Providing Mental Health Support for Internally Displaced Persons
Mozambique continues to experience the impact of climate-related disasters and ongoing conflict and insurgency in the northern province of Cabo Delgado, which has threatened peace and fueled a severe humanitarian and internal displacement crisis. Among the displaced, more than 1.3 million people are in-need of protection and services to address their mental and physical health. Women and children in particular are at heightened risk of gender-based violence and early forced marriage, and are living in very strained economic circumstances. Moreover, these internally displaced persons are often affected by post-traumatic stress disorder from having to flee from their homes and/or after witnessing and surviving acts of extreme violence.
The Government of Mozambique is partnering with donors and civil society organizations on both immediate response and longer-term recovery efforts, such as meeting urgent psychosocial, nutritional, health, and protection needs. Through the Northern Crisis Recovery Project, led by the United Nations Office of Project Services and funded by the World Bank, the Bantwana Initiative is working with partners to strengthen the capacity of communities, service providers, and government departments to identify, prevent, and respond to the needs of internally displaced persons Cabo Delgado. Together we aim to promote nurturing and protective family care and improve the safety, well-being, and development of individuals and households.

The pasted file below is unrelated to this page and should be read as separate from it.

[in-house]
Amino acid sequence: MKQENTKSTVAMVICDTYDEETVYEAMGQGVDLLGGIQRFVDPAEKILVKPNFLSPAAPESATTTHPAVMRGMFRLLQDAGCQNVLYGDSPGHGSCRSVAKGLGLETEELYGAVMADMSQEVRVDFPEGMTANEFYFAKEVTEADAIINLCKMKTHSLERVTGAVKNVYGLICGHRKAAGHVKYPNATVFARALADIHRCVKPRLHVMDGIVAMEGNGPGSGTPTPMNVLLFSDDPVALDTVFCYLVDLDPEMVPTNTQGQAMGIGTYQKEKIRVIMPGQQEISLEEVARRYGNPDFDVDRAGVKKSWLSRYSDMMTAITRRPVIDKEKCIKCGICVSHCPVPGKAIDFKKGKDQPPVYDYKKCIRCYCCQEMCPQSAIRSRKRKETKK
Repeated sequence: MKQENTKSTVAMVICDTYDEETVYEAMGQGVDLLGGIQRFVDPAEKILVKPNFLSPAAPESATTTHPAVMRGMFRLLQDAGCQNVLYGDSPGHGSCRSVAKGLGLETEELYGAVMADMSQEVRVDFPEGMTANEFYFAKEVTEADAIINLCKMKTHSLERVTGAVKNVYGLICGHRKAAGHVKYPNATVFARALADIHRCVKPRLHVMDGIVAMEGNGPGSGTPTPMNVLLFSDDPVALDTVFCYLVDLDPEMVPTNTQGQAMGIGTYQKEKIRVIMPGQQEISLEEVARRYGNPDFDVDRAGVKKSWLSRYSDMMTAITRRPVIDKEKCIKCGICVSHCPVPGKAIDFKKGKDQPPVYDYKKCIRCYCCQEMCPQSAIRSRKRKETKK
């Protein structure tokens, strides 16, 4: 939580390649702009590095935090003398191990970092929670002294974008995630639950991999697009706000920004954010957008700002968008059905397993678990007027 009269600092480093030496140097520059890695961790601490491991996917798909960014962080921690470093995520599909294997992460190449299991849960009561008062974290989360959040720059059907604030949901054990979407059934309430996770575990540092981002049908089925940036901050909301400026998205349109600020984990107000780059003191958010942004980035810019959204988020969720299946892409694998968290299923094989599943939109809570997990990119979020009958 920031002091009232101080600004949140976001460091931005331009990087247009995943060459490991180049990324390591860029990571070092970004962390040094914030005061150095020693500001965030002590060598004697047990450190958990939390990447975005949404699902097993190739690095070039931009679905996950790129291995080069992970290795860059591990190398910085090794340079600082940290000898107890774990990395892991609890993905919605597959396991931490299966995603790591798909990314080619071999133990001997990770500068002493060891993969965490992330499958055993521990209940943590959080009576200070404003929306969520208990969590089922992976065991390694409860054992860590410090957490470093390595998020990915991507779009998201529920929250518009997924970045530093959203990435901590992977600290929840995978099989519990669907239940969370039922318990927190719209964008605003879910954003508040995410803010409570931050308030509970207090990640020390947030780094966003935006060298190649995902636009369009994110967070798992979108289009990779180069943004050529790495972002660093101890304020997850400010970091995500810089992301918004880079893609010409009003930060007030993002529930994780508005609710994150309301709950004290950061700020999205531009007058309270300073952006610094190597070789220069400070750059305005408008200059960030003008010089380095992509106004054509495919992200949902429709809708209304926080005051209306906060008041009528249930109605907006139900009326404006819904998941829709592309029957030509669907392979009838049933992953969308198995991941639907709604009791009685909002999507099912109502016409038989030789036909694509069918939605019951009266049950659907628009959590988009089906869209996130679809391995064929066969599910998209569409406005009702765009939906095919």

To support the provision of short-term specialized mental health and gender-based violence services, Bantwana has introduced a new approach of recruiting and deploying recent psychology graduates as interns across resettlement sites to screen and provide mental health support, while transferring skills to community cadres (Activists) for long-term service provision.
In the last year, we’ve supported more than 2,500 internally displaced persons and mobilized nearly 200 community leaders to raise awareness on gender-based violence prevention, forced marriage, and child sexual exploitation.
Adelina is a 35-year-old mother who was displaced by Cyclone Kennedy in 2019 and resettled in a nearby community where she supported children in the area during that difficult period. In 2021, she was hired by an organization as a child educator for displaced children and last year, with support from Bantwana, Adelina was nominated to be an Activist in her community, providing support to displaced people who continue to arrive at the resettlement site due to the insurgency.
Adelina is dedicated to her work, and she feels a great responsibility to support children and adults who have experienced extreme trauma and are struggling with their mental health. As an Activist, she identifies and refers individuals to intern psychologists and healthcare workers to receive treatment and has already seen a positive impact.
Rosalia, a 23-year-old graduate of clinical psychology and counselling from the Polytechnic University of Quelimane, is one of the trainee psychologists. She works closely with the trained Activists like Adelina to identify and serve individuals and families in need of mental health and psychosocial support services. She provides referrals and leads psychosocial support sessions, and notes that “trauma of this nature can take a long time – several years – for people to overcome.”
But together, Rosalia and Adelina are making a tangible difference.